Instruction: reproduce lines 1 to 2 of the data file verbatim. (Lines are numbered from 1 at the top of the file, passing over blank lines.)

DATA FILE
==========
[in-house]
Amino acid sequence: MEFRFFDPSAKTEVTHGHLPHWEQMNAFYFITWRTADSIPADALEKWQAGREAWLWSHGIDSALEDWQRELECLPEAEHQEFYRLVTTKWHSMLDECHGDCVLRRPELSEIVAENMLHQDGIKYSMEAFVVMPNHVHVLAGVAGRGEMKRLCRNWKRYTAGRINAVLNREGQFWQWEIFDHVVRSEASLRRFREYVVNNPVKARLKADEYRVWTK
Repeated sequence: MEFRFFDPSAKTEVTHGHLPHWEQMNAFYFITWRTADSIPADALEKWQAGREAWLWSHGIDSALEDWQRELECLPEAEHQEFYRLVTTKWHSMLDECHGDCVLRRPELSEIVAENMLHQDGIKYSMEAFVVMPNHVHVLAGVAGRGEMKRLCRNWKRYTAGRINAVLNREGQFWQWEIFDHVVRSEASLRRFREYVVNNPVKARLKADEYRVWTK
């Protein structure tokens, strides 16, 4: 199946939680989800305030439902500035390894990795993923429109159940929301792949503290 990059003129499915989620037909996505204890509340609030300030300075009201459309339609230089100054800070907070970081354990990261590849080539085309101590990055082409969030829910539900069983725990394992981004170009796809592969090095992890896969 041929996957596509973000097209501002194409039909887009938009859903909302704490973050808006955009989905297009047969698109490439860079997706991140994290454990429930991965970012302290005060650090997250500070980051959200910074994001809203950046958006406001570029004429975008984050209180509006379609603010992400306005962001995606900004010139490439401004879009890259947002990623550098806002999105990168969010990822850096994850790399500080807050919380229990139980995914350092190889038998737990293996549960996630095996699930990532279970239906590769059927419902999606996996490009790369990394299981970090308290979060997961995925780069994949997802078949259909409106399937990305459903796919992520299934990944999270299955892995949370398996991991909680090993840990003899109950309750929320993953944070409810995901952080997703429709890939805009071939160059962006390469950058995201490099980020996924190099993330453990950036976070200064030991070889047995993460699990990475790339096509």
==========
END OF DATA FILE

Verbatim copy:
[in-house]
Amino acid sequence: MEFRFFDPSAKTEVTHGHLPHWEQMNAFYFITWRTADSIPADALEKWQAGREAWLWSHGIDSALEDWQRELECLPEAEHQEFYRLVTTKWHSMLDECHGDCVLRRPELSEIVAENMLHQDGIKYSMEAFVVMPNHVHVLAGVAGRGEMKRLCRNWKRYTAGRINAVLNREGQFWQWEIFDHVVRSEASLRRFREYVVNNPVKARLKADEYRVWTK